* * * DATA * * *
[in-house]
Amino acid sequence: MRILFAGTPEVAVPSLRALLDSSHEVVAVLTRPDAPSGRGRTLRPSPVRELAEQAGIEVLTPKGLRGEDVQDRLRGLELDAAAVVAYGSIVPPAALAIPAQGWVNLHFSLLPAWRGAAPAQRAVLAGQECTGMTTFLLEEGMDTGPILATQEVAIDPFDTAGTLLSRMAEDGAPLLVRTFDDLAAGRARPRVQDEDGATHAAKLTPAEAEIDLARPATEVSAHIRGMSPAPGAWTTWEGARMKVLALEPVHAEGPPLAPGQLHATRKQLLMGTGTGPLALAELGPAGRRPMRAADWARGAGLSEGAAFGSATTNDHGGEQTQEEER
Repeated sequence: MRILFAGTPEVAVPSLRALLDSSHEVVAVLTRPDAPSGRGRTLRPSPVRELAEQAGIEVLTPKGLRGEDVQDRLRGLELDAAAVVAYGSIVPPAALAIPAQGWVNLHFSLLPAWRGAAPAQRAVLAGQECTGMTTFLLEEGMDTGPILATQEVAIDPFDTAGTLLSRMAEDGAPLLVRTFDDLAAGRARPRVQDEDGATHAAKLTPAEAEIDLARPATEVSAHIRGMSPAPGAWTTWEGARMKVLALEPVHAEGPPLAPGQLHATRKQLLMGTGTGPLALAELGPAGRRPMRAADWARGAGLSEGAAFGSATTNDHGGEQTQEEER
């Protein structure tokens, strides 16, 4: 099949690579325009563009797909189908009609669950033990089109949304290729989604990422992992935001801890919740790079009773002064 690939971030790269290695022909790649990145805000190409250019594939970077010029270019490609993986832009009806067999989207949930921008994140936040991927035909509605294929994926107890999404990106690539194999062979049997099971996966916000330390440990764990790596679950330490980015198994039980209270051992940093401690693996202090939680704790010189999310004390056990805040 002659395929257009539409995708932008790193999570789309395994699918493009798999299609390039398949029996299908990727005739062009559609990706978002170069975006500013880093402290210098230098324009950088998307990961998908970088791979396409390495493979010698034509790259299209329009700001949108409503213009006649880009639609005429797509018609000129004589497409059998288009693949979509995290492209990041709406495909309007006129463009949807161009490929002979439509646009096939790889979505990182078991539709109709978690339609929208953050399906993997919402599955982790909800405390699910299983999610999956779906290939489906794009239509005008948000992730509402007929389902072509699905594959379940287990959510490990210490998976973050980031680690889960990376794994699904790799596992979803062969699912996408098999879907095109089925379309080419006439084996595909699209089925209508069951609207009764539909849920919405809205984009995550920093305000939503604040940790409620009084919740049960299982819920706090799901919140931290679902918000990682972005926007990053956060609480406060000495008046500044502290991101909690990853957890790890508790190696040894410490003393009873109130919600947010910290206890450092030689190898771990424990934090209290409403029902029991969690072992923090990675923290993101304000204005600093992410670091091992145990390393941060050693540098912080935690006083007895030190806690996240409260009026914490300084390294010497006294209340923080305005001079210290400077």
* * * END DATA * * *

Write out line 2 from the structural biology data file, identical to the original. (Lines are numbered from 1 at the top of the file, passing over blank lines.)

Amino acid sequence: MRILFAGTPEVAVPSLRALLDSSHEVVAVLTRPDAPSGRGRTLRPSPVRELAEQAGIEVLTPKGLRGEDVQDRLRGLELDAAAVVAYGSIVPPAALAIPAQGWVNLHFSLLPAWRGAAPAQRAVLAGQECTGMTTFLLEEGMDTGPILATQEVAIDPFDTAGTLLSRMAEDGAPLLVRTFDDLAAGRARPRVQDEDGATHAAKLTPAEAEIDLARPATEVSAHIRGMSPAPGAWTTWEGARMKVLALEPVHAEGPPLAPGQLHATRKQLLMGTGTGPLALAELGPAGRRPMRAADWARGAGLSEGAAFGSATTNDHGGEQTQEEER